Like any graphic designer worth her salt, I spend a good deal of time exploring cool, arty accounts that pop into my explore page on Instagram. I often stay up late into the night on my art account Harley & Händen (@harleyandhanden), looking through various hashtags, stalking other creatives and dropping compliments left, right, and centre. I like to call it “business” rather than pleasure, but it luckily satisfies both.
My art consists of hand embroidery, which I started when I was young, and paper collage which I have begun recently. I have been lucky enough to have exhibited at RAW, Jungle Love Festival, Brisbane Street Art Festival, Stock & Supply, Paste Modernism (Sydney). I’ve also been published in the Etsy newsletter and To Be Continued Magazine, and also popped up with a handful of collaborations and markets as well.
In response, I have a nice little story to tell that shows just how social media has become invaluable to not only how we do business, but how we can develop real, life-altering friendships online too. So next time someone grumbles, you can print this out and mail it to them in the post
When the Brisbane Collage Club started in June 2015, to grab a few more followers, I would like and repost other artist’s collages on Instagram. I did this for a few months, and this is how I met Elsie (@elsiedoesart/regular.llc). She lives across the world in Williamsburg, New York with her cat Rosie, her dog Winnifred, and a thick bunch of old mags ready for choppin’. After discovering Elsie on hashtag used by collage artists, I reposted her collage and a few days after we exchanged ‘follows’ and started talking every few weeks to catch up.
Around the same time, a very broke Harley decided to book a last minute ticket to Sydney to view the Brooklyn Collage Collective x Sydney Collage Society exhibition. This exhibition included some of my favourite artists from Brooklyn, who were a huge inspiration for me as I went through Design College. They were the first people I found who were living off this artform.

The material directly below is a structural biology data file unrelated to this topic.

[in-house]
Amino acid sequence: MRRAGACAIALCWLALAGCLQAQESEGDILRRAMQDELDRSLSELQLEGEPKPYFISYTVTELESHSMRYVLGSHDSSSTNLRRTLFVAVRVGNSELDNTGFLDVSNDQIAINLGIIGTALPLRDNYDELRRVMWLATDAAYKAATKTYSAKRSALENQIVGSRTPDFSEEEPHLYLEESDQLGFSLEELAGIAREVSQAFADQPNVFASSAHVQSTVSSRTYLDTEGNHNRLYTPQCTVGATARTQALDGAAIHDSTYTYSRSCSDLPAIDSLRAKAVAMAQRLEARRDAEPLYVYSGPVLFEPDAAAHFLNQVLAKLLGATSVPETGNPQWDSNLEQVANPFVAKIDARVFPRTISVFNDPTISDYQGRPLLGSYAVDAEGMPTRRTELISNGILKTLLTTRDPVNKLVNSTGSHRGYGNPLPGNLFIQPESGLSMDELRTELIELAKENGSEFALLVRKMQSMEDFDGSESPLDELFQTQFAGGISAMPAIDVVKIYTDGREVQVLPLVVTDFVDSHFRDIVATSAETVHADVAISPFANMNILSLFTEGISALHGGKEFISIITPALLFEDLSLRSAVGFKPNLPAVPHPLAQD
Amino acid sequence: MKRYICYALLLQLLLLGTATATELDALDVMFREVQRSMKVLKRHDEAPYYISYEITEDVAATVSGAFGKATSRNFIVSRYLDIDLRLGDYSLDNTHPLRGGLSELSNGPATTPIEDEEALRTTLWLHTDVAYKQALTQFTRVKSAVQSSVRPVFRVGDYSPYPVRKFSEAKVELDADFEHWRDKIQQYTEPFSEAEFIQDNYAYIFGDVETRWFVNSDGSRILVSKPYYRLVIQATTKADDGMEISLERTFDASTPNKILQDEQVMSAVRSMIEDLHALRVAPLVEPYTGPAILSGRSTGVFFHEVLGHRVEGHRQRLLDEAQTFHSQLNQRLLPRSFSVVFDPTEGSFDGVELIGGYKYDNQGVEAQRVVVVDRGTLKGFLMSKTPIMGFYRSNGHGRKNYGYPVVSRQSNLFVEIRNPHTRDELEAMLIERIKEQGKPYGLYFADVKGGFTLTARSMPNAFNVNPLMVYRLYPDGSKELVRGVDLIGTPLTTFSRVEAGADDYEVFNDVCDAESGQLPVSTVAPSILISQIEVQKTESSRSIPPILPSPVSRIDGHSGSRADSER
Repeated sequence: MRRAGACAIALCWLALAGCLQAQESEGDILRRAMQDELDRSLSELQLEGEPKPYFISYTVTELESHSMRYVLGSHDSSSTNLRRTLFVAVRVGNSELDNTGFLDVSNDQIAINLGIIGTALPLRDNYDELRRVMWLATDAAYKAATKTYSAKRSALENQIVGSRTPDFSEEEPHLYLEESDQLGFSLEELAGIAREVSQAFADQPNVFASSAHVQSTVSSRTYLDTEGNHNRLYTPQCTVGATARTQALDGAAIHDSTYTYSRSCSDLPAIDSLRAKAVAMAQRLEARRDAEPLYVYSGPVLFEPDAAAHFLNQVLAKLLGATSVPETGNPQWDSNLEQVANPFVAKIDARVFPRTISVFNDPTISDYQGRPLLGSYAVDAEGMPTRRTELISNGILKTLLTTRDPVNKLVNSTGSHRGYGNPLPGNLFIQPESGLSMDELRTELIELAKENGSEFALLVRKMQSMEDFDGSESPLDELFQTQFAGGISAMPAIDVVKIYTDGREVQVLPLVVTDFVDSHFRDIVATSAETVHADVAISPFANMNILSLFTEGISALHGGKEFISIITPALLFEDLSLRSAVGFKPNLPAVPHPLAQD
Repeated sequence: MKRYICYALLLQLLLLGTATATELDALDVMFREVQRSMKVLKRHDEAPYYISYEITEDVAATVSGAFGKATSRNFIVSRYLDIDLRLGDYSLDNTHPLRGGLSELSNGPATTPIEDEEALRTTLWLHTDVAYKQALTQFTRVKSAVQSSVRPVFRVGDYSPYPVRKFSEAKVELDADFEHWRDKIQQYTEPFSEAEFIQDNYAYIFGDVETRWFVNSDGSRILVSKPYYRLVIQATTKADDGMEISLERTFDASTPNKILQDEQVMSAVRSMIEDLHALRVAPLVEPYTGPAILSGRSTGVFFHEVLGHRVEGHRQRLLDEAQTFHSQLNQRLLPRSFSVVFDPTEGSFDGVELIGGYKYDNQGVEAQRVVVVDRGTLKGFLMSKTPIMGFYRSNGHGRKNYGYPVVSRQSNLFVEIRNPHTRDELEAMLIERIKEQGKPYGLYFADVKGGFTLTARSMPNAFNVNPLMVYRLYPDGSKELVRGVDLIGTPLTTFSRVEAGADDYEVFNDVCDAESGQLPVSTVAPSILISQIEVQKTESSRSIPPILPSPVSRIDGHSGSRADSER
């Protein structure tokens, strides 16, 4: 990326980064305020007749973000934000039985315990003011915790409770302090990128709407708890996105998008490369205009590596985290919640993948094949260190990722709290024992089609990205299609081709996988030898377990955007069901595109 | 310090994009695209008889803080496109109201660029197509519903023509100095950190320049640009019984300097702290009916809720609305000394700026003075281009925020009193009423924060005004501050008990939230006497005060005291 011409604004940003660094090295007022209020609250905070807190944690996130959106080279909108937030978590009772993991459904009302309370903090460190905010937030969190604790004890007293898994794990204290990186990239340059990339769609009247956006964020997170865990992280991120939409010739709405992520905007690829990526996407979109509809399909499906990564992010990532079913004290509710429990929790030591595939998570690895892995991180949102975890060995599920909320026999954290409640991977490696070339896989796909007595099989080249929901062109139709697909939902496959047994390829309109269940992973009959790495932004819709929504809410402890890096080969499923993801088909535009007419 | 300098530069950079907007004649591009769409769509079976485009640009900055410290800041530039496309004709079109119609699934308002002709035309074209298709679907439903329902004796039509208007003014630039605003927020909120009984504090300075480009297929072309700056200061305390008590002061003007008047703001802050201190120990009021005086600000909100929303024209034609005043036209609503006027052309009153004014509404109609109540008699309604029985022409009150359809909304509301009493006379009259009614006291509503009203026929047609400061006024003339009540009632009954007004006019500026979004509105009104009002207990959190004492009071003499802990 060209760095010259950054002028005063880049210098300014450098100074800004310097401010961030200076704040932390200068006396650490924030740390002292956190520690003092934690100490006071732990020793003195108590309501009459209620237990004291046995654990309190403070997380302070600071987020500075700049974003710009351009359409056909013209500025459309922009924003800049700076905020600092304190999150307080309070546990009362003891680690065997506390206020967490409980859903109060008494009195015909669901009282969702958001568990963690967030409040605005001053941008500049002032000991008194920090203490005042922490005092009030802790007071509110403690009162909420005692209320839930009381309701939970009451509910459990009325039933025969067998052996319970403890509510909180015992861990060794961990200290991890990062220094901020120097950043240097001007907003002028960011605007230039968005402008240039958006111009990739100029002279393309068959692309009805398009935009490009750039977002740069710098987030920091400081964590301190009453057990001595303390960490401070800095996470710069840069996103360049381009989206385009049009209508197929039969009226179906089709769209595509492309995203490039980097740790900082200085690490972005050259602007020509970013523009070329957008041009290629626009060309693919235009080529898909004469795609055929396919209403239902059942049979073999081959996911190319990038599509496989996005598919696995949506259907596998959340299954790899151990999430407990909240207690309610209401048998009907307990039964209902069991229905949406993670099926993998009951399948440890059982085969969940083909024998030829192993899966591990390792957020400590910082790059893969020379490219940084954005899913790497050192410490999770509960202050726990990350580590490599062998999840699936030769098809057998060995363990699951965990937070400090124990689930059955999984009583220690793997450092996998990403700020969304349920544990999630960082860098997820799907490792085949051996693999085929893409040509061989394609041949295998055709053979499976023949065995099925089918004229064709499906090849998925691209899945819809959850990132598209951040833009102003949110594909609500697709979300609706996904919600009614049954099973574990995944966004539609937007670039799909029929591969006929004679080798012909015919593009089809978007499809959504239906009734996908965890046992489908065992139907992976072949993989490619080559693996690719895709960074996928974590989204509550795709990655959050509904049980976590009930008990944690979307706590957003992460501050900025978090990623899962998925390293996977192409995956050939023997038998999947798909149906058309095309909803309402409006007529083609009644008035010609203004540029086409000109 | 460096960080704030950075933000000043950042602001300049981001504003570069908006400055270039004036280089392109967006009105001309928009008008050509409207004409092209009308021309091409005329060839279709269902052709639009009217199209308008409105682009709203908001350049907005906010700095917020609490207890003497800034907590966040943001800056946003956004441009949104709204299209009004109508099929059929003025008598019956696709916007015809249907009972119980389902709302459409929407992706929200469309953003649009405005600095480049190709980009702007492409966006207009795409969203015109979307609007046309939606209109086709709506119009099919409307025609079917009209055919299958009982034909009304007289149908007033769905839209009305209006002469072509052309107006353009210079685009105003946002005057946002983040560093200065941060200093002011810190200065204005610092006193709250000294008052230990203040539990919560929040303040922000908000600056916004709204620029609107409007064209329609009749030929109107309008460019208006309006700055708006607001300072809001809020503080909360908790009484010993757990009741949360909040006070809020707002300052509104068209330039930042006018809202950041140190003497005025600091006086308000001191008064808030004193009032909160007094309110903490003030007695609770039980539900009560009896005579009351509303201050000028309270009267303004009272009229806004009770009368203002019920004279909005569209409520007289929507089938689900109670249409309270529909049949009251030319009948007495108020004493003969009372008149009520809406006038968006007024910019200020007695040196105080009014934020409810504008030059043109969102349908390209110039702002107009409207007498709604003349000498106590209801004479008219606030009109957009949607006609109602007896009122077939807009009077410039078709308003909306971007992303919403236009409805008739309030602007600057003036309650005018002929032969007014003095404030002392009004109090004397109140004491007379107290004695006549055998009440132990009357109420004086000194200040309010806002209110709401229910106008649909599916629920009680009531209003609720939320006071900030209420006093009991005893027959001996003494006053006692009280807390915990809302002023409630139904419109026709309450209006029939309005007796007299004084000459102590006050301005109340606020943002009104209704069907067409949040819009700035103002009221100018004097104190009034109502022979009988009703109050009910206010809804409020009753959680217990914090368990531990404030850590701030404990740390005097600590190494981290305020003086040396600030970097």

To see all of these artworks that I had been fawning over for years was super overwhelming. I could see the precise incisions, the ‘weaving’ techniques they had used, and the textures of the paper that just didn’t translate online. It was incredible to see them come to life.
At the exhibition, I started talking to Kara (@k.a.r.a.brooks), the curator of the exhibition who was from NYC. I told her I practised collage, was a huge fan of the artists, and we ended the night becoming Instagram and Facebook friends.
Then in March 2016, I flew over to the states with my colleagues to attend SXSW, a huge tech conference in Texas. Having sent art to the States, and with my new-found Instagram friendships, I decided to put a call out to the Instagram community. With Elsie suggesting I pop over to the East coast, I direct messaged her, and we started talking. In the end, she invited me to come and stay in her Brooklyn apartment.
Staying with my new Instagram friend Elsie was such an eye opener for both art and life. She showed me around Bushwick, which is an area filled to the brim with street art. I even got to paste up some of my work. She took me to her studio and introduced me to some of her new pieces. We hung out with her mates, who I still keep in contact with, on her rooftop looking over the Manhattan skyline in the cold.
While in NYC, I also met up with the founder of @yeahrightnyc, Victoria. We connected via Instagram DM. Yeah Right NYC embroider sweet sayings onto T’s, underwear, and beanies. We talked over coffee and a bite to eat at Atlas Cafe, Williamsburg, about all things sewing and starting your own business. I found out about Yeah Right NYC on Instagram through the Discover page.
So the next time your parents or second-cousin-twice-removed gets up you for spending too much time on Instagram or Facebook (as long as you aren’t sending FarmVille requests and are hustling), link them to this article and let them know the ROI of the countless hours I’ve spent on my iPhone.